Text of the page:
Firstly you say can CSA take areas into account so I suspect you aren't paying the minimum amount regularly. A mum does need to be able to rely on the money.

The second is the relationship..You need to put it on one side...Focus on the relationship with your daughter.

I agree ask about flexible hours even if it is one evening a week.

morethanpotatoprints Mon 05-Jan-15 22:35:15

Ditto, to the point about returning to work
If your ex is leaving your child with cc workers there is no reason you can't have regular access at weekends.
Isn't it usually eow?

I think you should seek legal advice OP

CaffeLatteIceCream Mon 05-Jan-15 22:36:43

I think most agencies will think your daughter is too young to be having unsupervised contact with you


He's her father. What a stupid attitude.

Legal advice, OP.

CaffeLatteIceCream Mon 05-Jan-15 22:38:12

Oh, and CSA do charge a collecting fee a lot of the time...although that may be dependant on how much they are collecting and other circumstances.

NettleTea Mon 05-Jan-15 22:41:40

If you finish work at half 6 can you not arrange to come straight from work one night in the week and help bath and bedtime? that would give you less 'fun' time but possibly show willingness to take up some of the work, plus would mean building up more regular contact.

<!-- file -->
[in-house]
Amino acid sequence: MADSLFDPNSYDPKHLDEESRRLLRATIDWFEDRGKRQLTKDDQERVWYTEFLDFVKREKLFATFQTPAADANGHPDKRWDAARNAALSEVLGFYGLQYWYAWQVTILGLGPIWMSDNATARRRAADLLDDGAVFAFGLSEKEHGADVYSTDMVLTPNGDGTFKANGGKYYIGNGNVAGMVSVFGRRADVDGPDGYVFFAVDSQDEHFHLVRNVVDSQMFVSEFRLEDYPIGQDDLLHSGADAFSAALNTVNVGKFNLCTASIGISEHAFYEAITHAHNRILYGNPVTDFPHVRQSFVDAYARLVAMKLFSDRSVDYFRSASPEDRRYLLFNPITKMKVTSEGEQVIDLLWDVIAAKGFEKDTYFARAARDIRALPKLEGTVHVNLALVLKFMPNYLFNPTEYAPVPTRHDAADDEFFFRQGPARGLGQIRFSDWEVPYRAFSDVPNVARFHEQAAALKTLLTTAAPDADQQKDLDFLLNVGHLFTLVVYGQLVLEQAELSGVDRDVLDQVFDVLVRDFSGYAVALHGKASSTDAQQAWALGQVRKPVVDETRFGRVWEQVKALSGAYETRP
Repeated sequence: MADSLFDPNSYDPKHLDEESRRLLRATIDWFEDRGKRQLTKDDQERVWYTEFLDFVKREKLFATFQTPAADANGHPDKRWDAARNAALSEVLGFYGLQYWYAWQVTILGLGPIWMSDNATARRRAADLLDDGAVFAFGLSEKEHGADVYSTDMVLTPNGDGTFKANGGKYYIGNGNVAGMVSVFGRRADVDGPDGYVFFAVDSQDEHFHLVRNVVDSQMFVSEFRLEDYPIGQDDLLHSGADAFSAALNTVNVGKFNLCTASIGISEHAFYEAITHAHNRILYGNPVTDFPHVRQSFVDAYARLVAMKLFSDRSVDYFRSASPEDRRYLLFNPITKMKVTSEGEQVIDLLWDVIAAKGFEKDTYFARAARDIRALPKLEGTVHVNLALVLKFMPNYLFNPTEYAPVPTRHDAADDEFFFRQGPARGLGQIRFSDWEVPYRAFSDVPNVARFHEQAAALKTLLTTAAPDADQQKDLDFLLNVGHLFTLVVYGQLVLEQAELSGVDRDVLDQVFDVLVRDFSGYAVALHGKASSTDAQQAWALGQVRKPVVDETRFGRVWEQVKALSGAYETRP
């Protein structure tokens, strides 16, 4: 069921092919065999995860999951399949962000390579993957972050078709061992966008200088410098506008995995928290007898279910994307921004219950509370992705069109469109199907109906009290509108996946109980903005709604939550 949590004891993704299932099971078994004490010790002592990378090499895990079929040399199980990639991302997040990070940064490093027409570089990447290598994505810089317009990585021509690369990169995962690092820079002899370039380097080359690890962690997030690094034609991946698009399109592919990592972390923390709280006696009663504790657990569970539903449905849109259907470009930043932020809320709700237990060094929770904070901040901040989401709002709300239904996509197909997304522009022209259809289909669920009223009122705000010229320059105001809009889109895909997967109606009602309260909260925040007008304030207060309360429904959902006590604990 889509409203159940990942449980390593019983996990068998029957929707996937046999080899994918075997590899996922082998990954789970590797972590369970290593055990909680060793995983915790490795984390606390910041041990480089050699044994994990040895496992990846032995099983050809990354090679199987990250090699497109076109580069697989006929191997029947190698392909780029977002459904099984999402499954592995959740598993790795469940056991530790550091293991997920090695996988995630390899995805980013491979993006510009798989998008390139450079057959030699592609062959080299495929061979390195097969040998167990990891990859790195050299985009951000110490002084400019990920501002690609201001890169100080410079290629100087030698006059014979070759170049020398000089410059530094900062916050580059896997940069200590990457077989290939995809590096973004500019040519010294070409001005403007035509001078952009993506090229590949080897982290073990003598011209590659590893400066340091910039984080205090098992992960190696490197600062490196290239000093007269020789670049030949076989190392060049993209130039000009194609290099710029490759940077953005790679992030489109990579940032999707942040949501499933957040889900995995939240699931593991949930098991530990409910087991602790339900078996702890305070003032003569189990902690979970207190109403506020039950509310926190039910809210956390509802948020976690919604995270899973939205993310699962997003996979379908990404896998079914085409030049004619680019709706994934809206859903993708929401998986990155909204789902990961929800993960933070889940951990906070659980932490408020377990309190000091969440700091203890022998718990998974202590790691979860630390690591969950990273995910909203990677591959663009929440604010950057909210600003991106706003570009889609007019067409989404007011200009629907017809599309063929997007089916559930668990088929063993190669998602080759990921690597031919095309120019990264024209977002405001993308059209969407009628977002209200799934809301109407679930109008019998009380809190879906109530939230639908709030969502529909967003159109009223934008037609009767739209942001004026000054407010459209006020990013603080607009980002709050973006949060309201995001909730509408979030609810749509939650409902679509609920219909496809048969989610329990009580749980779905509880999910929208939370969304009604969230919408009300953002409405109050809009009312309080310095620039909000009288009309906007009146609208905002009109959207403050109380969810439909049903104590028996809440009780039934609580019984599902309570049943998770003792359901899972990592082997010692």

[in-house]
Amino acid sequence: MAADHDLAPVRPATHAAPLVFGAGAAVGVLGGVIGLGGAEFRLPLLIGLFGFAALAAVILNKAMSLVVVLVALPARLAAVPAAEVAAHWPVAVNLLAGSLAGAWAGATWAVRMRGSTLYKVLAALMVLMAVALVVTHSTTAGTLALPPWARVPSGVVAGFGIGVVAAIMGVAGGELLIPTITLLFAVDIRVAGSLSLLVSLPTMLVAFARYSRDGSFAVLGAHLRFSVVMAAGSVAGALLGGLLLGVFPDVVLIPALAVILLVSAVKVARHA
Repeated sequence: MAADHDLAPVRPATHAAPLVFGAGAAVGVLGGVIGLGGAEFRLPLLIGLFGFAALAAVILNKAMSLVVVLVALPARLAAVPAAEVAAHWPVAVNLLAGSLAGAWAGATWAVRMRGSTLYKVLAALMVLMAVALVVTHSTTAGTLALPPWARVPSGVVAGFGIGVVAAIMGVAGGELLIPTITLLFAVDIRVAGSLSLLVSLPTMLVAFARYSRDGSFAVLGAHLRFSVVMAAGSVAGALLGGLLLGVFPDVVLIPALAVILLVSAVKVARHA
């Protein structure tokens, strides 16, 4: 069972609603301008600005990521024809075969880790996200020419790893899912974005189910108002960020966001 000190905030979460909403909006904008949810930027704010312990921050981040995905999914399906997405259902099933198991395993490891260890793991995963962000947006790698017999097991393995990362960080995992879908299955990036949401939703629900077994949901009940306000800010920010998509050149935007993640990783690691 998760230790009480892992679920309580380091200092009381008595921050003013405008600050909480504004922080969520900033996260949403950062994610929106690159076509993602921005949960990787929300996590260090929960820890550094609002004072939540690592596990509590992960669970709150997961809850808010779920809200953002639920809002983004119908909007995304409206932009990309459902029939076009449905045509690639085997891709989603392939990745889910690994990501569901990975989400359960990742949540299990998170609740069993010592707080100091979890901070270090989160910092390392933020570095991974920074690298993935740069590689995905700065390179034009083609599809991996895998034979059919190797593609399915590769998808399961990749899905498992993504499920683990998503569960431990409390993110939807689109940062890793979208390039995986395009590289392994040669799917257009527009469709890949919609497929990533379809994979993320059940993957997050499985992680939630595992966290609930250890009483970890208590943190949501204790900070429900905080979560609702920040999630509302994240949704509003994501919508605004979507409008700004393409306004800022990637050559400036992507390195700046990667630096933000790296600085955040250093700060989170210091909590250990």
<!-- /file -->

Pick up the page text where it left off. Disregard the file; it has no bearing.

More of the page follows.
Are you named on the birth certificate?

At 6-7 months babies often go through a stage when they get particularly clingy with their primary carer, which lasts a few months - its when they start recognising people a bit more, and so can 'miss' their mum a bit.

Have you spoken to her about her return to work and offered to see if you can help in any way? If you want to have more contact going forwards you will need to demonstrate that you can put yourself out/arrange things so that you can get her to nursery/school in the future. It may well mean putting something in place so that you can finish earlier/start later one day a week, because as others say, once she gets older, and especially if her mum returns to work you wont get every weekend.

You need to put any bad feelings about her mum to one side and just focus on being a good dad

Cowapjn Mon 05-Jan-15 22:43:16

@LadySybilLikesSloeGin - a round of applause you are indeed correct i did post something similar when the baby was younger and i was given advice. Now that the baby js nearly 7 months old and my visits to her have not increased i am asking for advice as i feel my contact levels should of increased.